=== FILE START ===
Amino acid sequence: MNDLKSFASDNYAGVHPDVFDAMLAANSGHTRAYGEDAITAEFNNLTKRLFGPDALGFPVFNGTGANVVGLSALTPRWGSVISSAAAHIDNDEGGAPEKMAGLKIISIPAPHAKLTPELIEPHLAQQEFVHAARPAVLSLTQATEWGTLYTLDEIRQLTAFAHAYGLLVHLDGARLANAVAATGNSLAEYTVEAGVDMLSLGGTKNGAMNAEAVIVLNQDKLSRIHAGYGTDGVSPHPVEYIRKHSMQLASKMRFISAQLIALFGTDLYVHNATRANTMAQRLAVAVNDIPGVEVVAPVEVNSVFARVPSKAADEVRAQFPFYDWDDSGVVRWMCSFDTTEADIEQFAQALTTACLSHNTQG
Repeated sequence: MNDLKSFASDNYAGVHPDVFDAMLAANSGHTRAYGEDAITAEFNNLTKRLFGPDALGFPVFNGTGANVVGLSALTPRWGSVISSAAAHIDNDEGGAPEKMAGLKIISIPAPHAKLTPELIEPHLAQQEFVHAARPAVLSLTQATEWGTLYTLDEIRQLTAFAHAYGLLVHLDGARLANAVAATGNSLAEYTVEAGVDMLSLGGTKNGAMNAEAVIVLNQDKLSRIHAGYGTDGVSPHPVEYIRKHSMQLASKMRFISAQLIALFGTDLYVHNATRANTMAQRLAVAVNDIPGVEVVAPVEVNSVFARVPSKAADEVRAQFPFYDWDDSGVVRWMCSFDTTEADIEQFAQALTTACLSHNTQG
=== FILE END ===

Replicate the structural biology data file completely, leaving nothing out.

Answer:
Amino acid sequence: MNDLKSFASDNYAGVHPDVFDAMLAANSGHTRAYGEDAITAEFNNLTKRLFGPDALGFPVFNGTGANVVGLSALTPRWGSVISSAAAHIDNDEGGAPEKMAGLKIISIPAPHAKLTPELIEPHLAQQEFVHAARPAVLSLTQATEWGTLYTLDEIRQLTAFAHAYGLLVHLDGARLANAVAATGNSLAEYTVEAGVDMLSLGGTKNGAMNAEAVIVLNQDKLSRIHAGYGTDGVSPHPVEYIRKHSMQLASKMRFISAQLIALFGTDLYVHNATRANTMAQRLAVAVNDIPGVEVVAPVEVNSVFARVPSKAADEVRAQFPFYDWDDSGVVRWMCSFDTTEADIEQFAQALTTACLSHNTQG
Repeated sequence: MNDLKSFASDNYAGVHPDVFDAMLAANSGHTRAYGEDAITAEFNNLTKRLFGPDALGFPVFNGTGANVVGLSALTPRWGSVISSAAAHIDNDEGGAPEKMAGLKIISIPAPHAKLTPELIEPHLAQQEFVHAARPAVLSLTQATEWGTLYTLDEIRQLTAFAHAYGLLVHLDGARLANAVAATGNSLAEYTVEAGVDMLSLGGTKNGAMNAEAVIVLNQDKLSRIHAGYGTDGVSPHPVEYIRKHSMQLASKMRFISAQLIALFGTDLYVHNATRANTMAQRLAVAVNDIPGVEVVAPVEVNSVFARVPSKAADEVRAQFPFYDWDDSGVVRWMCSFDTTEADIEQFAQALTTACLSHNTQG